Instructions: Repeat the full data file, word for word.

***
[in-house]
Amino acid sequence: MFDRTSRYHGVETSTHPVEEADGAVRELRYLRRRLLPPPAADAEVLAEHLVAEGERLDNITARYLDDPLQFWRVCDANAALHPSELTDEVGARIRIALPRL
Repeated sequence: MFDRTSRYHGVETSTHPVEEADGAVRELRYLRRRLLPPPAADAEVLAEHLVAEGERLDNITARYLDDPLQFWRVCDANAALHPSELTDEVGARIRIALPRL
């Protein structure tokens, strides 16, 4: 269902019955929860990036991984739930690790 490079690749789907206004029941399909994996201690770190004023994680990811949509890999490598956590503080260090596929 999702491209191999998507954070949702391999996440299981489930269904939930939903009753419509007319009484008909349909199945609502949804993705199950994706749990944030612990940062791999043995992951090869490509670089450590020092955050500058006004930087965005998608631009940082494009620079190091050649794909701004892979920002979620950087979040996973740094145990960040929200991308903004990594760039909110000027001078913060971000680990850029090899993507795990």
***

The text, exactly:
[in-house]
Amino acid sequence: MFDRTSRYHGVETSTHPVEEADGAVRELRYLRRRLLPPPAADAEVLAEHLVAEGERLDNITARYLDDPLQFWRVCDANAALHPSELTDEVGARIRIALPRL
Repeated sequence: MFDRTSRYHGVETSTHPVEEADGAVRELRYLRRRLLPPPAADAEVLAEHLVAEGERLDNITARYLDDPLQFWRVCDANAALHPSELTDEVGARIRIALPRL
């Protein structure tokens, strides 16, 4: 269902019955929860990036991984739930690790 490079690749789907206004029941399909994996201690770190004023994680990811949509890999490598956590503080260090596929 999702491209191999998507954070949702391999996440299981489930269904939930939903009753419509007319009484008909349909199945609502949804993705199950994706749990944030612990940062791999043995992951090869490509670089450590020092955050500058006004930087965005998608631009940082494009620079190091050649794909701004892979920002979620950087979040996973740094145990960040929200991308903004990594760039909110000027001078913060971000680990850029090899993507795990």